However, their quality features come with a slightly steeper price of US$12 to $40 per month (paid annually).
Weebly offers the best features to scale your website and has one of the cheapest starting plans. On the other hand, it isn’t great in the design department, but it is still relatively easy to use. If you want a no-frill, cost-effective website, Weebly may be your choice.
Weebly’s pricing starts at US$5 per month (paid annually).
There are several CMS platforms, but since WordPress is now the most popular (it is reported that in 2020, over 455 million websites, or around 35% of websites in the world use WordPress), we’ll stick to this one.
WordPress is a flexible tool for those who want a highly customisable platform to build a website. It also has thousands of plugins and tools with unique capabilities for every need and requirement.
WordPress does require some learning, and thus, is suitable for those who are keen to acquire the skills in creating and maintaining more complex websites. There are plenty of free web tutorials online that offer step-by-step guidance on how to use WordPress (I recommend wpbeginner.com). If you want a more structured way to learn, websites such as Fiverr Learn and Udemy offer very affordable online courses. Overall, my experience is that it’s not difficult to learn how to use WordPress as long as you are familiar with internet terms and can follow instructions well.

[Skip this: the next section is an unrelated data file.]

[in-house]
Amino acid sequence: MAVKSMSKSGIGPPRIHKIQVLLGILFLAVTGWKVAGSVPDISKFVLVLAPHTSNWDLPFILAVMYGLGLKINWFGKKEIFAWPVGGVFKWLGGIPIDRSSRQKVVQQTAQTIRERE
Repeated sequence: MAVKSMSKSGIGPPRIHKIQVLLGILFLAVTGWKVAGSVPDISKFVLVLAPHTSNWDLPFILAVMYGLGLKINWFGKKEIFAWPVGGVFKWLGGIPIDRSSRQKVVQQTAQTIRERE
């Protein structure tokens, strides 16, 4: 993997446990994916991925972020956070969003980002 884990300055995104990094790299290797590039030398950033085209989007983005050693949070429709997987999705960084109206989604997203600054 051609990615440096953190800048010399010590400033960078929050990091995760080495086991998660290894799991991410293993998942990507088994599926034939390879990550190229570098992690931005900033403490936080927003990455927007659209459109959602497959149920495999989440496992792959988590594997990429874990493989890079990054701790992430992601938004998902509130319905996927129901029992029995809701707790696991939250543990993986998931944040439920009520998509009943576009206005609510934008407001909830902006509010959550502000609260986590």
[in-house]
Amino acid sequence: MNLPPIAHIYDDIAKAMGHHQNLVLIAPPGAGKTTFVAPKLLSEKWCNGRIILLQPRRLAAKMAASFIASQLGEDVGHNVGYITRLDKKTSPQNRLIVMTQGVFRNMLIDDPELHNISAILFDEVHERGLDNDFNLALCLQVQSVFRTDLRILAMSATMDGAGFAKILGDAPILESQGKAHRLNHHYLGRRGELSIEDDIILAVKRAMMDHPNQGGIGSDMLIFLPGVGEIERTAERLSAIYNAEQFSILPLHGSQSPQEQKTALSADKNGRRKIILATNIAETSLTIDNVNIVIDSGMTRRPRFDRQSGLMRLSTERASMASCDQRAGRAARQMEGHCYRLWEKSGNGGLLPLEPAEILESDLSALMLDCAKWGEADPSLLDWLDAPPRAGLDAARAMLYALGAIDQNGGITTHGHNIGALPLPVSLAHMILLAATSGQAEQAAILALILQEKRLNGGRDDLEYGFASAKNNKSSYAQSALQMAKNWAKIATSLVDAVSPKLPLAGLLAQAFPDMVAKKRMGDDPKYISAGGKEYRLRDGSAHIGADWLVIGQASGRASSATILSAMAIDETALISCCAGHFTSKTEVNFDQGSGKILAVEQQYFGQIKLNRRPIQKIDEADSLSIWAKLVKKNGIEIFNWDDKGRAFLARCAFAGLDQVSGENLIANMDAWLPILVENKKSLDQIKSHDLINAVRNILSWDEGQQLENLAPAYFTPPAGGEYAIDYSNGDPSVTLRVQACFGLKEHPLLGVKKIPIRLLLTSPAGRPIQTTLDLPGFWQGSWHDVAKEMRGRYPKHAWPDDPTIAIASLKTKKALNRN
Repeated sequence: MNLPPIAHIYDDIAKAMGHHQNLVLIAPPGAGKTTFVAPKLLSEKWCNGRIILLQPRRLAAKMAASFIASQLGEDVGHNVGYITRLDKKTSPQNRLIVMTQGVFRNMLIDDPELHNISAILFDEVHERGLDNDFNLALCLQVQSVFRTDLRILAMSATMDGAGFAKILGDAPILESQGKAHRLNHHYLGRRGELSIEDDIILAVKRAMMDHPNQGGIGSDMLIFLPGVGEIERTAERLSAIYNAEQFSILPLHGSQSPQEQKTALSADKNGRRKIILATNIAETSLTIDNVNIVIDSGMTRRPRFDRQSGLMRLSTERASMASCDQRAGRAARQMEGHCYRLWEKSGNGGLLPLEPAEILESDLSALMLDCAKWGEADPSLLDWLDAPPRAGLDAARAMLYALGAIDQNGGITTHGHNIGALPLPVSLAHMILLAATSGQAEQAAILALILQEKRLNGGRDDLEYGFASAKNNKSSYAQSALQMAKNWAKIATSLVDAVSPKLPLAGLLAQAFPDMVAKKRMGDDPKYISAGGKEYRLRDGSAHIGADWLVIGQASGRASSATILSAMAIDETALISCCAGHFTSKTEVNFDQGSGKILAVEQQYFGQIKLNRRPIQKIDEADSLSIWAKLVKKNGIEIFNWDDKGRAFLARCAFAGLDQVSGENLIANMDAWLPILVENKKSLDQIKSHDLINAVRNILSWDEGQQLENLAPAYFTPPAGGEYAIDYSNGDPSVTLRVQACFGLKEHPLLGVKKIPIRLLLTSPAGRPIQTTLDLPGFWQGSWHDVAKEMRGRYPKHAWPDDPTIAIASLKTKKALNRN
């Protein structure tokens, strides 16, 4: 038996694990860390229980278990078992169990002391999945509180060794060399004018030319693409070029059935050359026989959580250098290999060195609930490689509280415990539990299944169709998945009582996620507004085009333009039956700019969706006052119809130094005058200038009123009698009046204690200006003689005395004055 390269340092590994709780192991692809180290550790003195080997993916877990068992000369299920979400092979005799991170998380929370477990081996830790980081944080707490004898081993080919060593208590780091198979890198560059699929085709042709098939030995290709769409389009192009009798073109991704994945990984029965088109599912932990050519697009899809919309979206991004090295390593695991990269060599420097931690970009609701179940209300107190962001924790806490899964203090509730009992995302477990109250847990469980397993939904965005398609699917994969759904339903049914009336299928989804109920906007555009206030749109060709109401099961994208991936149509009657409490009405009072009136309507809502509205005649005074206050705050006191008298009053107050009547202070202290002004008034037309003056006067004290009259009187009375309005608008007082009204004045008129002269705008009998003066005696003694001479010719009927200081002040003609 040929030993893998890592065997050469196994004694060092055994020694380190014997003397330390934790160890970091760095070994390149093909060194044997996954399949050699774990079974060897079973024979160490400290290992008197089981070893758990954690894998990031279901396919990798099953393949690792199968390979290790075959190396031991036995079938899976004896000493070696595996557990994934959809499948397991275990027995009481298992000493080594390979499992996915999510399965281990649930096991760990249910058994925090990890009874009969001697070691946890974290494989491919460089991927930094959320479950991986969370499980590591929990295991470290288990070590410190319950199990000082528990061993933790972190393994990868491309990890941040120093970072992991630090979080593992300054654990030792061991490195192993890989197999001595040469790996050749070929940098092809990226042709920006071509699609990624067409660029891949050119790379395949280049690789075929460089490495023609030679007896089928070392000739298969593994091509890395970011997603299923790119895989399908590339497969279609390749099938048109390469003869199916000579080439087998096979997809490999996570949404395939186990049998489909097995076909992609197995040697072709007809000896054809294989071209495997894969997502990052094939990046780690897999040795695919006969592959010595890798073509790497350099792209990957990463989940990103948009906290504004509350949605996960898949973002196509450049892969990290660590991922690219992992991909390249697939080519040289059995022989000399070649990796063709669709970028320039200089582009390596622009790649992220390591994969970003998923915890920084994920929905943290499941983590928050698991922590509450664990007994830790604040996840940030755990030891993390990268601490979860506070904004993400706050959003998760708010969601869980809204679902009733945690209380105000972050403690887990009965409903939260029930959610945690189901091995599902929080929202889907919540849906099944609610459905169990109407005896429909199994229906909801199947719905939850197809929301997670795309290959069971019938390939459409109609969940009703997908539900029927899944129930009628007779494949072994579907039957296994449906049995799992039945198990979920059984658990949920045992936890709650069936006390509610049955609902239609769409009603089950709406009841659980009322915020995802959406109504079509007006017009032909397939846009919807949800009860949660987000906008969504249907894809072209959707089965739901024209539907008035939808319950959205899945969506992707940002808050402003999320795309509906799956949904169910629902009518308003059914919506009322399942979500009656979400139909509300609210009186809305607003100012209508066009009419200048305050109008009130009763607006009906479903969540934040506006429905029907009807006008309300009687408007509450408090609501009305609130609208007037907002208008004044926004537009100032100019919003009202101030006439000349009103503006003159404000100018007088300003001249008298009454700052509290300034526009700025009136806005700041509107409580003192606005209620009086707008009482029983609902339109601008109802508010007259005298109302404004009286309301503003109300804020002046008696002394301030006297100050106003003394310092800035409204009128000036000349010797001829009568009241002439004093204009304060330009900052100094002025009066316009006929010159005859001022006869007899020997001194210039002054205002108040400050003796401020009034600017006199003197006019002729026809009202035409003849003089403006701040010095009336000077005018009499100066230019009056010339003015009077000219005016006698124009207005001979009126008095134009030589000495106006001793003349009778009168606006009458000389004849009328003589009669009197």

WordPress is absolutely free to use, although some plugins are not (but many highly popular ones are free too). However, being an open-source system, it doesn’t provide any domain registration or web hosting service. If you’re planning to use WordPress, I suggest that you choose your web hosting service provider first (see the next section). Pick one that is WordPress friendly, that is, one that allows you to install WordPress with one click to save you some steps when getting started.
Final Note on WordPress: There’s a difference between WordPress.org and WordPress.com, and you need to be careful not to confuse the two. WordPress.org is the actual open-source WordPress software that anyone can download and use (this is the one I’ve mentioned). WordPress.com, on the other hand, is a for-profit web builder that also offers site hosting services.